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Say I have the following LINQ queries:

var source = from workflow in sourceWorkflowList
             select new { SubID = workflow.SubID,
                          ReadTime = workflow.ReadTime,
                          ProcessID = workflow.ProcessID,
                          LineID = workflow.LineID };

var target = from workflow in targetWorkflowList
             select new { SubID = workflow.SubID,
                          ReadTime = workflow.ReadTime,
                          ProcessID = workflow.ProcessID,
                          LineID = workflow.LineID };

var difference = source.Except(target);

sourceWorkflowList and targetWorkflowList have the exact same column definitions. But they both contain more columns of data than what is shown in the queries above. Those are just the columns needed for this particular issue.

difference contains all rows in sourceWorkflowList that are not contained in targetWorkflowList

Now what I would like to do is to remove all rows from sourceWorkflowList that do not exist in difference. Could someone show me a query that would do this?

Thanks very much - Randy

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Is one of the values in your query a unique record id? –  Matthew Whited May 21 '10 at 13:08
@Matthew - No. But, SubID + ReadTime + ProcessID + LineID all together comprise a unique key in the underlying database table. –  Randy Minder May 21 '10 at 13:09

3 Answers 3

up vote 2 down vote accepted

What you actually want is what's in the source and not in (what's in the source and not in target): S(S\T) = S CUT T

var result = from sourceWorkflow in sourceWorkflowList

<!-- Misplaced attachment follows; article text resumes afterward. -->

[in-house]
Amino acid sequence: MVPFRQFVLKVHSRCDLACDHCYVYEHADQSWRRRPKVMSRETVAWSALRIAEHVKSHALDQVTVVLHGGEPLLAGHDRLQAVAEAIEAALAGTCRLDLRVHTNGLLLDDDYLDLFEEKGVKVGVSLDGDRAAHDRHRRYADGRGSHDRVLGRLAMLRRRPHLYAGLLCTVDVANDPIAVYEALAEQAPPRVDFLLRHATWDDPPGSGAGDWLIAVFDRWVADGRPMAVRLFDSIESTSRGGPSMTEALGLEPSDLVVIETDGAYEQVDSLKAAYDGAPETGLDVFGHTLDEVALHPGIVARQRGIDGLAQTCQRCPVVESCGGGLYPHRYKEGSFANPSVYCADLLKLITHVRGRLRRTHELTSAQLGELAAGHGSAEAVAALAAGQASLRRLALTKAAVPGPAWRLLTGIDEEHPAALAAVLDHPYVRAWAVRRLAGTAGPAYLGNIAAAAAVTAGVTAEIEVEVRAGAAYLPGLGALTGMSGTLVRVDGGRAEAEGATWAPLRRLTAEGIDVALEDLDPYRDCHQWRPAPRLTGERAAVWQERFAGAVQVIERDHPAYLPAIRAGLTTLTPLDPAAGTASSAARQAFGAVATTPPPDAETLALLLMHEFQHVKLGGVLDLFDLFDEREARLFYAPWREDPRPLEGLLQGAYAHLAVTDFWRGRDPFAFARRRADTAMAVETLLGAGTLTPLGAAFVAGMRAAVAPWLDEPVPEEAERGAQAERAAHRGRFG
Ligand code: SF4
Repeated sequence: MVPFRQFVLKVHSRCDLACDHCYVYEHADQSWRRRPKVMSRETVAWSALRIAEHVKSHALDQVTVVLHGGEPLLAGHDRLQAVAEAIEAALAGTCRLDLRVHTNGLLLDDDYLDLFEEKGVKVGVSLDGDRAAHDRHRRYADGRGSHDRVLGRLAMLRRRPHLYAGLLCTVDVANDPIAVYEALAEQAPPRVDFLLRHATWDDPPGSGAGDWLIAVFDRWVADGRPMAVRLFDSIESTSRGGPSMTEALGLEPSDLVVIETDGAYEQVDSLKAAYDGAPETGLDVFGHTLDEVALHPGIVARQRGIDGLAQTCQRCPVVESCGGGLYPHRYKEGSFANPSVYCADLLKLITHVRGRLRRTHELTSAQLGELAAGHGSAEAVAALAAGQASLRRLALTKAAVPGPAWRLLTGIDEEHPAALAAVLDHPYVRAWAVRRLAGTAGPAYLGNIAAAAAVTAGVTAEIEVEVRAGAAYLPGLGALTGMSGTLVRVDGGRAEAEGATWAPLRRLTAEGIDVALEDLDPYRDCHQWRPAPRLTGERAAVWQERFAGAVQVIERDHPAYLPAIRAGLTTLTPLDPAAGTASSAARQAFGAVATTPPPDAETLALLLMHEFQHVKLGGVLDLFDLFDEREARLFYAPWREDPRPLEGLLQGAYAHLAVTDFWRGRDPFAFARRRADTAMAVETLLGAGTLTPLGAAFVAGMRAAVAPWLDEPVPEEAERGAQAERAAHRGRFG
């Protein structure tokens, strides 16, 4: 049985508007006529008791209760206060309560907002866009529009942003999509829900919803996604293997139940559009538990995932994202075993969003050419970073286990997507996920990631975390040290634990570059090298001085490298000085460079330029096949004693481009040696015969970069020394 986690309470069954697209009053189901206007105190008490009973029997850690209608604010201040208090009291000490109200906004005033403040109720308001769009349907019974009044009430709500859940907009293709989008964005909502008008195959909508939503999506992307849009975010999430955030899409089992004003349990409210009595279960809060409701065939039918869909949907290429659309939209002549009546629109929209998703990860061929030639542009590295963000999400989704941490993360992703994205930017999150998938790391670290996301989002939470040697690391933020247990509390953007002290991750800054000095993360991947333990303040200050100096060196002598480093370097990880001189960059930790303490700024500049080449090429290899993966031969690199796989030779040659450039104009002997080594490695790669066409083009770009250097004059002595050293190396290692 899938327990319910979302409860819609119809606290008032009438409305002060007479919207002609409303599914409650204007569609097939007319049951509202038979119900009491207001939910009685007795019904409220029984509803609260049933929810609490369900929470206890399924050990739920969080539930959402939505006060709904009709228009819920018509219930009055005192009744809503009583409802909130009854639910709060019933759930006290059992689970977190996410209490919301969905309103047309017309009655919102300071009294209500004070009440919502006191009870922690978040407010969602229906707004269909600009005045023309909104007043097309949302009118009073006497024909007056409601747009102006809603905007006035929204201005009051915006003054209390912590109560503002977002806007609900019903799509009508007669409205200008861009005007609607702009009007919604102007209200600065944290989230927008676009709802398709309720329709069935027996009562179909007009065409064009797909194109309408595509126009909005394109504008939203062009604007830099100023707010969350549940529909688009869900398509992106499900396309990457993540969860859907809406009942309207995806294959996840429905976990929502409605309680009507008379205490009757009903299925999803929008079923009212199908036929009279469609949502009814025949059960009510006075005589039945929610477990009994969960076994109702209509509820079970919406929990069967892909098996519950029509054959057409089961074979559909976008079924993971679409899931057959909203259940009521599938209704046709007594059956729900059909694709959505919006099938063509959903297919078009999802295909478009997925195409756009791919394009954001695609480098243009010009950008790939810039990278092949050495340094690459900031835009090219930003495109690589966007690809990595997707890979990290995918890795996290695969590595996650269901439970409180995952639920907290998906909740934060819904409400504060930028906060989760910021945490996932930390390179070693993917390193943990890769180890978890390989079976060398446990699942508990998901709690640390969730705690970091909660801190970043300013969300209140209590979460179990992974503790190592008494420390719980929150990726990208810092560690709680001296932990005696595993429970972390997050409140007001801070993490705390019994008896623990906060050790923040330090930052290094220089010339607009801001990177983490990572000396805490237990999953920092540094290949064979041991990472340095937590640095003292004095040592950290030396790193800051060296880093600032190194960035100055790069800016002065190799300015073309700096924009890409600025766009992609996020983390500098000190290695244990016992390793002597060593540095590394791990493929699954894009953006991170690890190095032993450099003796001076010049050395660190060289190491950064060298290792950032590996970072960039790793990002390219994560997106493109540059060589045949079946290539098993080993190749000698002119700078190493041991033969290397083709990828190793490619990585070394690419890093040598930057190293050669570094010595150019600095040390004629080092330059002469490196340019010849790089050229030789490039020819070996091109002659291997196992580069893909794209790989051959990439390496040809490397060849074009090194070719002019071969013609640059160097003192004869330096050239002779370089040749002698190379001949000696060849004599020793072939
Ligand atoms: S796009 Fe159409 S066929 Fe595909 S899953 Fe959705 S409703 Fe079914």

join targetWorflow in targetWorkflowList on
                 new {sourceWorkflow.SubID, sourceWorkflow.ReadTime, sourceWorkflow.ProcessID, sourceWorkflow.LineID}
                 new {targetWorflow.SubID, targetWorflow.ReadTime, targetWorflow.ProcessID, targetWorflow.LineID}
             select sourceWorkflow;

And in a different form (but this will only give you the 4 columns):

var result = sourceWorkflowList.Select(workflow => new {workflow.SubID, workflow.ReadTime, workflow.ProcessID, workflow.LineID})
    .Intersect(sourceWorkflowList.Select(workflow => new {workflow.SubID, workflow.ReadTime, workflow.ProcessID, workflow.LineID}));
share|improve this answer
Wouldn't it be easier to just use Intersect? msdn.microsoft.com/en-us/library/… –  Rob Fonseca-Ensor May 21 '10 at 13:15
@Rob Fonseca-Ensor: Correct. I've added this to the answer. –  brickner May 21 '10 at 13:17
@Brickner - This is close. Yes, I want what's in source that's not in the target, but I only want the comparison to be done on the four columns shown in my original post. There are three additional columns in the table that I don't want used for the comparison. –  Randy Minder May 21 '10 at 14:00
@Randy Minder, I've updated my answer. –  brickner May 21 '10 at 14:10
@Brickner - Your first query is what I'm looking for. But, remember, I want all rows in source that are not in target. The query you provided joins source to target so I'll only get rows that are in both. –  Randy Minder May 21 '10 at 14:24

Assuming you're using a List<T>:

    workflow => difference.Contains(
                    new { 
                             SubID = workflow.SubID,
                             ReadTime = workflow.ReadTime,
                             ProcessID = workflow.ProcessID,
                             LineID = workflow.LineID 

Apologies for formatting...

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If you have a constraint that requires you to only make the change in the original container do a Remove as suggested by @rob-fonseca-ensor,

If the difference list is large consider converting it to a HashSet() to get fast lookups first.


If you can change the way you are getting difference use the join/intersect option suggested by @brickner as this prevents multiple iterations of the list.

If a new collection is acceptable but you already have difference (cannot replace the code that generates it):

var changedSource = source.Except(difference);
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